So Iceland doesn\’t actually owe the money

In the crisis, the UK Government moved swiftly to guarantee the full value of British bank deposits. The Dutch Government adopted a similar policy. These assurances went far beyond the strict requirements of the deposit protection schemes then in force. In the UK, only 90 per cent of any bank deposit up to the value of £35,000 was guaranteed. Iceland might therefore cavil at the notion that it is legally bound to pay compensation in full. But if it takes that route, it will be resorting to a legalistic pedantry that will inflict lasting damage on the country’s reputation for probity, never mind solvency.

The British Government is indeed asking that Iceland pay the full whack: not the €21k per account that the European rules actually say they should have to.

As I understand it (and I\’d be very grateful to anyone who can either confirm this or correct me) the situation is as follows.

The Icelandic Government under EEA (or maybe EFTA) rules has to offer deposit insurance to all depositors with Icelandic banks of up to €21,000 or so.

I believe this leads to, with Icesave, a bill of some £800 million.

The British Government is demanding £2.3 billion. This is for two reasons. Firstly, the British deposit scheme gave, as that quote above shows, a higher guarantee. That is of course a matter for the British Government. More than that, the British Government decided to make whole all of the individual depositors (but not I think I\’m right in saying the commercial or public sector depositors). No limit on the guarantees. Now that again is a matter for the British Government in my eyes.

So there\’s a difference between the £800 million that Iceland is contractually bound to pay and the £2.3 billion that the UK is demanding. The difference being caused by the actions of the UK Government.

I have to say that I don\’t see that as legalistic pendantry. I see that as agreeing to be bound by the terms of the law and of the contract.

Now amongst the habituees of blogland we have one JohnB who, in comments elsewhere, has noted that he worked on this issue at the time. We\’ve probably got a few other finance types amongst the readership as well.

So, can one or other of you tell me whether the above is a decent sketch of the situation?

Is the UK Government demanding just that €21k maximum deposit insurance per account or is it demanding the full amount, both the higher UK deposit insurance and the cost of making everyone whole?

Update.

Dsquared explains it nicely over here. Well, until the last few paras about right wing governments etc.

Right that the British are asking for the cost of reimbursing 100%, Worstall on the question of this being a unilateral decision by the UK government.

What needs to be pointed out is that this isn’t about “the Icelandic banks” – it’s specifically related to Icesave. The UK also paid out on Kaupthing and isn’t asking for the money back.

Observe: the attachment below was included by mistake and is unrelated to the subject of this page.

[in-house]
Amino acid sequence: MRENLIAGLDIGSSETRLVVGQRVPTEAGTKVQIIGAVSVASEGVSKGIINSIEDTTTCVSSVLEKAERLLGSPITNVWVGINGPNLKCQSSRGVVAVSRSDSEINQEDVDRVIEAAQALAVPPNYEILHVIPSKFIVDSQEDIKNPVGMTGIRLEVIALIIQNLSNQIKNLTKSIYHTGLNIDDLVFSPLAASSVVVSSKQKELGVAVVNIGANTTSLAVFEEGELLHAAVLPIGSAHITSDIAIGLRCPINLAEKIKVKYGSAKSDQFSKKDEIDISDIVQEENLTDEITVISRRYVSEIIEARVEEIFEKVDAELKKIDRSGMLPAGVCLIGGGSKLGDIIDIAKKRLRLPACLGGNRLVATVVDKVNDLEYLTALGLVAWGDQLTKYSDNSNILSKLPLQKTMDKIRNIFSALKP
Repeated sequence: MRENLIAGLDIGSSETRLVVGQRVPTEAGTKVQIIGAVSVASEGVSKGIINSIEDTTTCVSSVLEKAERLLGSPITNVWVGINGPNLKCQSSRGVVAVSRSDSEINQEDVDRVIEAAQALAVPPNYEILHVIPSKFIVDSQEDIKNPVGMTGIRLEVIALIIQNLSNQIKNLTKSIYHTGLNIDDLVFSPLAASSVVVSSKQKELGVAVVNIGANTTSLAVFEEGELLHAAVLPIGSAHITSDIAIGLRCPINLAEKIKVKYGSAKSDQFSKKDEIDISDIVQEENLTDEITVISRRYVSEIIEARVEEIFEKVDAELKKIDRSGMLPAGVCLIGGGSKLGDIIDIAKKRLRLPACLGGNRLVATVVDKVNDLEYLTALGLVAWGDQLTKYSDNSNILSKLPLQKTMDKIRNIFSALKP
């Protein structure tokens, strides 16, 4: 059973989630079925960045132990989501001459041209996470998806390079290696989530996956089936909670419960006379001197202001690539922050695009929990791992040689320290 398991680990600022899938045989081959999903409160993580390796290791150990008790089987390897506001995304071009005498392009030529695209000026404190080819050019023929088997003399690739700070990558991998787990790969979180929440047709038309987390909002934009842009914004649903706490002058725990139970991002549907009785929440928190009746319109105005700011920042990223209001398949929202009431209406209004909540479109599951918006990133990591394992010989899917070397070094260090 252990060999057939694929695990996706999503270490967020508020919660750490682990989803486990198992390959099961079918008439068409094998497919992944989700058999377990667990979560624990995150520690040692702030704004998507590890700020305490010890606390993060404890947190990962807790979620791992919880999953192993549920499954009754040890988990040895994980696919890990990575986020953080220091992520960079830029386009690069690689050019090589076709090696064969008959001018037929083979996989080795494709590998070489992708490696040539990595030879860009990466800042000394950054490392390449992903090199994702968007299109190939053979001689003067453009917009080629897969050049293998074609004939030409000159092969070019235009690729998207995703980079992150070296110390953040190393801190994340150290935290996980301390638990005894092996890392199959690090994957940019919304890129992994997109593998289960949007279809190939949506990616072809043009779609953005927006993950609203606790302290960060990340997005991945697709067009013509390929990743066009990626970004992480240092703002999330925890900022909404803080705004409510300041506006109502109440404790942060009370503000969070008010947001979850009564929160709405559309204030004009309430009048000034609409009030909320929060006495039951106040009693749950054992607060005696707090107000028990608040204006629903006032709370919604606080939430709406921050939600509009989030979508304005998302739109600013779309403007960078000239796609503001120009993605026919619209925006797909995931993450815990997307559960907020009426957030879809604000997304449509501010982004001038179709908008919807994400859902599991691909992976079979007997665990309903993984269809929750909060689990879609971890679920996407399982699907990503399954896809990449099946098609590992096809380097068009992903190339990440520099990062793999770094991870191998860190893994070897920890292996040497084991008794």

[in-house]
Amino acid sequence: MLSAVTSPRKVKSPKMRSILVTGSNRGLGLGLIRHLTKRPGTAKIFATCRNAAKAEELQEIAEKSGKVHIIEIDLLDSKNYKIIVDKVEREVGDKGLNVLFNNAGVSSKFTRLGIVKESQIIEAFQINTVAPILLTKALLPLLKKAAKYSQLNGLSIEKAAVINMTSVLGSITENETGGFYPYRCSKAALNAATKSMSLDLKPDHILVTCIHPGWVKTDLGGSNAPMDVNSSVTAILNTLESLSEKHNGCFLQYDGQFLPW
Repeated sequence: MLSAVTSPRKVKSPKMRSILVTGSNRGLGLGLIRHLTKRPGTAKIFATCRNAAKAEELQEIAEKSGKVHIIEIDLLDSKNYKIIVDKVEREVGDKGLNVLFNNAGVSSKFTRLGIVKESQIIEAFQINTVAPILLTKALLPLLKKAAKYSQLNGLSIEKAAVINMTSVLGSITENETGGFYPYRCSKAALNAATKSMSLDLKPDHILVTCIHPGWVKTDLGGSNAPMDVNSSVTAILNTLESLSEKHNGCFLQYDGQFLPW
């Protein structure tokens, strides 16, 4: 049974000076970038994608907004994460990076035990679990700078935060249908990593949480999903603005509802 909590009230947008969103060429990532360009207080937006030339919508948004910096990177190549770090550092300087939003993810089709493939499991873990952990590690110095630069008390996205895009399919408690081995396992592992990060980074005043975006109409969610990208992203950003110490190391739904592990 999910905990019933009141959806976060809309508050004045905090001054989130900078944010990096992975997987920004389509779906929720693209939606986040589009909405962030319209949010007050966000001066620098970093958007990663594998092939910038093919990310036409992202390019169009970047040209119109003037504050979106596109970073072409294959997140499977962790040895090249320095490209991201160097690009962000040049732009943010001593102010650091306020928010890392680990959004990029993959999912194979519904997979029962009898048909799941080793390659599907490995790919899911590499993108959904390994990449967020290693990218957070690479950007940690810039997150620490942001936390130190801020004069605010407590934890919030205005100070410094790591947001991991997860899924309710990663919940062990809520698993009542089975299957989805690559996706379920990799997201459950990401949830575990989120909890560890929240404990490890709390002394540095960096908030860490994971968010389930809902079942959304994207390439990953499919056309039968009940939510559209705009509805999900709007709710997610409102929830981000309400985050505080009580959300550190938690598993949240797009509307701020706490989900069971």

The difference is that Kaupthing UK was a subsidiary with a UK banking licence, while Icesave was a brand name for Landsbanki, an Icelandic bank with no UK licence (operating under EEA cross-border privileges).

When Landsbanki got into trouble, the Icelandic government first assured the UK government that it was solvent, then assured the UK government that it was guaranteed by the Icelandic state, then nationalised it. On that basis and in agreement with the government of Iceland, the UK paid out the depositors and took ownership of their Icesave deposits

Then, after the fact, the Icelandic government, having set up Nyi Landsbanki (New Landsbanki, the vehicle which it used to nationalise Landsbanki), announced that it would only be moving over the liabilities from the domestic branches of Iceland, not the Icesave accounts – whether this discrimination is legal or not is a matter of disagreement, but if it wasn’t, then the Icelandic government would be liable for 100% of the deposits (including the local authority and corporate deposits).

The fact that losing the discrimination case would massively increase the liability is the main reason why the Icelandic government was keen to settle out of court. They did, then, in fact, settle out of court, agreeing that they had an obligation to the UK and Dutch governments.

So I was right to a point: and then wrong, as I didn\’t know about the subsequent negotiations. So now whether the UK Government has a legal right to claim the full amount depends upon whether what governments say (but do not enact in law or sign as a treaty) is indeed a legal liability.

I can see that all this international diplomacy stuff would work a great deal better if it were. But I\’m not entirely convinced that all governments everywhere actually act in that manner. There have been any number of defaults for example: Argentina comes to mind just as one example. Russia as another. Umm, actually, some 800 of them over the years and centuries.

13 comments on “So Iceland doesn\’t actually owe the money

  1. Yes you are right, the UK/NL decided that they would guarantee depositors 100% unilaterally.
    To add insult to injury the UK used anti terrorism laws to freeze assets of Icelandic banks in the UK.
    Under EEA law only 21887 EUR is guaranteed, and UK/NL want to be repaid for money they spent with out event talking to the Icelandic government first.
    To get this the UK/NL has used just about every trick in the book to bully a nation many times smaller than them selves into paying what would amount to just over 11.000 pounds per Icelander.
    Thats the short version.

  2. Jeremy Vine interviewed an Icelander yesterday who said one of the issues was that the UK was demanding interest on the amount our government says is owed of over 5% when they had “borrowed” the money to pay back the investors at around 3.5%. Therefore despite the rights or wrongs of the case the UK Govt would make a “profit” on the interest differential.